One of the most distinguished titles a historic site can have is that of a UNESCO World Heritage Site. Most countries or cities would be lucky to have one of their local destinations honored as a world heritage site by UNESCO. According to The Telegraph, the UK has just under 30 natural, cultural and mixed heritage centers, and London is home to four of them. This honor is only given to select sites that meet a rigid set of criteria. The UNESCO sites in London meet the criteria of “represent[ing] a masterpiece of human creative genius” and being “an outstanding example of a type of building, architectural or technological ensemble or landscape which illustrates significant stages in human history”.
The UNESCO sites in London are truly fascinating marvels of creative genius and they hold such historic importance to both the entire country and the world. For those that haven’t been to this one-of-a-kind city or have yet to explore the history of the city, here is a brief description of the UNESCO sites located in London.
The Tower of London
The Tower of London is located in the heart of London on the banks of the River Thames. A palace fortress that best represents the iconic Norman castle design, The Tower of London is a stronghold that dates back to the 11th century, and doubled as a defensive base and a royal residence. William the Conqueror built the original Tower of London in 1066 and his design was expanded upon by Richard the Lionhearted, Henry III and Edward I during the 12th and 13th centuries. This site was designated a UNESCO World Heritage Site in 1988.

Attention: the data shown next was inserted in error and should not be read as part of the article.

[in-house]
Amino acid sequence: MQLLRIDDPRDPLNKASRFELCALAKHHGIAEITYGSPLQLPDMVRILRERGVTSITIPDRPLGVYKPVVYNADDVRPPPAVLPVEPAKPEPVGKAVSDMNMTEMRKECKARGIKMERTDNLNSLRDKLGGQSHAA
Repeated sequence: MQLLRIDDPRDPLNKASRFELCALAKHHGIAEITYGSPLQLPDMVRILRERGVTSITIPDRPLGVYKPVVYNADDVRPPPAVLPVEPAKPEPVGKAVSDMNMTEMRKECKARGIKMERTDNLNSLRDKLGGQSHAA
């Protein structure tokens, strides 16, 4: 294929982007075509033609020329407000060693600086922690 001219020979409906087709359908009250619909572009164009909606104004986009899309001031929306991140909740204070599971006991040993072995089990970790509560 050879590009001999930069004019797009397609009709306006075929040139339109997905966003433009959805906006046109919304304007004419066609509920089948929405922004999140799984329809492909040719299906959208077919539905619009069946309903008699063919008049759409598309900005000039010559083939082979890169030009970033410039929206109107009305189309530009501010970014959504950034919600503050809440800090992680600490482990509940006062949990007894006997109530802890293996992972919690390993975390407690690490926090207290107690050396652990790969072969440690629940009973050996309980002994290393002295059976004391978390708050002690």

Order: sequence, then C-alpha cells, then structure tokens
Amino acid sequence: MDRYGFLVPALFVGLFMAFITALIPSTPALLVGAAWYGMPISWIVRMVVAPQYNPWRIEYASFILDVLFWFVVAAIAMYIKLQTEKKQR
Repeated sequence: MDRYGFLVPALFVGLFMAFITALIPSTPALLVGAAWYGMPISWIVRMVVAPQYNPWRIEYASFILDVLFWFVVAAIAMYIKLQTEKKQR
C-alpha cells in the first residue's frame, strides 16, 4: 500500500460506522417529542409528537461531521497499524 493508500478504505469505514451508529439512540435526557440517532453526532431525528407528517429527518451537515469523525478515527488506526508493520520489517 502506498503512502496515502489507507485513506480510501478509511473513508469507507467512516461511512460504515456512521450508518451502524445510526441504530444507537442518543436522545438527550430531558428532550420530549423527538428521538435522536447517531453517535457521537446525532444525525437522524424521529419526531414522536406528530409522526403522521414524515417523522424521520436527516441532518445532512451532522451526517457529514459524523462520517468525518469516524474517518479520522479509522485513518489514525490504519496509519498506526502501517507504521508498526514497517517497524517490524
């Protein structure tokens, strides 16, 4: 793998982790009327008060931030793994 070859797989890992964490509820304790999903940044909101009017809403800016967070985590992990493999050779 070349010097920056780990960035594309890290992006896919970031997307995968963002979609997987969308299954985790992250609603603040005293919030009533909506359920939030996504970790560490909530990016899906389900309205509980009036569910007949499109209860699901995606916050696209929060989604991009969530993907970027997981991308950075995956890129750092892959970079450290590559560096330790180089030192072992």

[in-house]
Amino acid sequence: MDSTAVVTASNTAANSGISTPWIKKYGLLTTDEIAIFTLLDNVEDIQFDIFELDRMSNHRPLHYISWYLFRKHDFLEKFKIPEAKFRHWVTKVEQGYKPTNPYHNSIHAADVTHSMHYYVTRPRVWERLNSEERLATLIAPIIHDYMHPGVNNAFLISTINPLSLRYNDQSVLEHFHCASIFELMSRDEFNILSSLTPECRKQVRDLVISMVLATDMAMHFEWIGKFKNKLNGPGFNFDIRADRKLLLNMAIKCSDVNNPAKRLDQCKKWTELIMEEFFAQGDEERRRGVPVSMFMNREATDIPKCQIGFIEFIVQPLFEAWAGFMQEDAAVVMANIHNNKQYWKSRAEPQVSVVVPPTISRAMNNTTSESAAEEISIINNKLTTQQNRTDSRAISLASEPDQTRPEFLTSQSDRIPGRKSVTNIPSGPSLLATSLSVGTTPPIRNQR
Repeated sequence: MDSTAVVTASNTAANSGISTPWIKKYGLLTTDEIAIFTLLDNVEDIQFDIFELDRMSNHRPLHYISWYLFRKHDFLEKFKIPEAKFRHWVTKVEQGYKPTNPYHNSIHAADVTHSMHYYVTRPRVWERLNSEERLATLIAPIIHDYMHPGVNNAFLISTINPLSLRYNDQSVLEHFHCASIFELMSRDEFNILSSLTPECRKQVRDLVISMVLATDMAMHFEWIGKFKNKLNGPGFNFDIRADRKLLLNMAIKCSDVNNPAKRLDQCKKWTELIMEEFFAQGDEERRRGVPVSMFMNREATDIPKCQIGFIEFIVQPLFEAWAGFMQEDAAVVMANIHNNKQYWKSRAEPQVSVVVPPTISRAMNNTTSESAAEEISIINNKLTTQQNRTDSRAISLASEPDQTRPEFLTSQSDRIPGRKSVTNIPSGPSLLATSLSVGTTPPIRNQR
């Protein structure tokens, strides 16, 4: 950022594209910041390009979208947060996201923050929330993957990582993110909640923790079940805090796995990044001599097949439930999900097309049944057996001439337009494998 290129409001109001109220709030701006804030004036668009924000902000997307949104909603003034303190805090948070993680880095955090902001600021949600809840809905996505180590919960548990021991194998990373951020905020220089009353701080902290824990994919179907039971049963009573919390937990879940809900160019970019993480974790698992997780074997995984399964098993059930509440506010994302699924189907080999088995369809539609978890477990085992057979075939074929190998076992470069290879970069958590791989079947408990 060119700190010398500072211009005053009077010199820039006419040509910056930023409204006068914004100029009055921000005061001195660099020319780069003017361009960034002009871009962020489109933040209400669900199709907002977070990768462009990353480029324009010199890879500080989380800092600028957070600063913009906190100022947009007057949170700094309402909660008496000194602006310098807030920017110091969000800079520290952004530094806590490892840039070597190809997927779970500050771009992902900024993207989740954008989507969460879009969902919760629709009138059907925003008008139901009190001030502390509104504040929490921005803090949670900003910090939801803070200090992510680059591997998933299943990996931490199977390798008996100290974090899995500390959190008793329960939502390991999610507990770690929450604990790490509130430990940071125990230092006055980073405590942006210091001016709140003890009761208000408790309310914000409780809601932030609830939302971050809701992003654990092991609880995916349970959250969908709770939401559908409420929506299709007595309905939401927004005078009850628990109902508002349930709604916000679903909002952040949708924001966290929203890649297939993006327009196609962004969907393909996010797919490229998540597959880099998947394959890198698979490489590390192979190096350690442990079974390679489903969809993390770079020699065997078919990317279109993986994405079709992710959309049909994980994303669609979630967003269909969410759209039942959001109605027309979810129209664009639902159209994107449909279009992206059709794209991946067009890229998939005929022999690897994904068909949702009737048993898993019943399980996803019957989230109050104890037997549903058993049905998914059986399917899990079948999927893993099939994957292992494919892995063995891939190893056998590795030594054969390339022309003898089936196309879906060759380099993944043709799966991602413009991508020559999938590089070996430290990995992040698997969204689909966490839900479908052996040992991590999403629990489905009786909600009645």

Royal Botanic Gardens at Kew
London is famous for its nature parks and green spaces, but the Royal Botanic Gardens at Kew have done much more than add to the city’s lush greenery. Along with being a UNESCO World Heritage Site since 2003, the Kew Gardens are also known as the world’s largest collection of living plants. Since 1759, the gardens have made significant contributions to the disciplines of economic botany and plant diversity studies. There are over 30,000 different types of plants that are studied by scientists and enjoyed by flower enthusiasts. Visitors can view the gardens from the treetop walkway, wander the grounds on a guided tour, ride the grounds on a tourist train or wander the grounds to view the lovely grounds along with a variety of plant houses and ornamental buildings.
The Palace of Westminster
Housing all of the biggest attractions of the city, including the Houses of Parliament, Big Ben, St. Margaret’s Westminster and Westminster Abbey, the Palace of Westminster represents the successive stages of English Gothic art. First erected in the 11th century and then rebuilt after fires destroyed it in 1512 and 1834, this historic monument has been an icon of British history throughout the ages. The exterior is composed of a sand-colored magnesian limestone called Anston which was quarried in the villages of Anston, South Yorkshire, and Mansfield Woodhouse, Nottinghamshire, while the 4-story interior boasts 1,100 rooms, 100 staircases and 3 miles of passageways. It was listed as a UNESCO World Heritage Site in 1987.
The last to be added to the list is Maritime Greenwich. In 1997, it became a protected area because of its concentration and preservation of Georgian and Victorian architecture, which symbolize the English scientific and artistic endeavor in the 17th and 18th centuries. The Maritime Greenwich site houses the Old Royal Naval College, National Maritime Museum, Old Royal Observatory and Cutty Sark.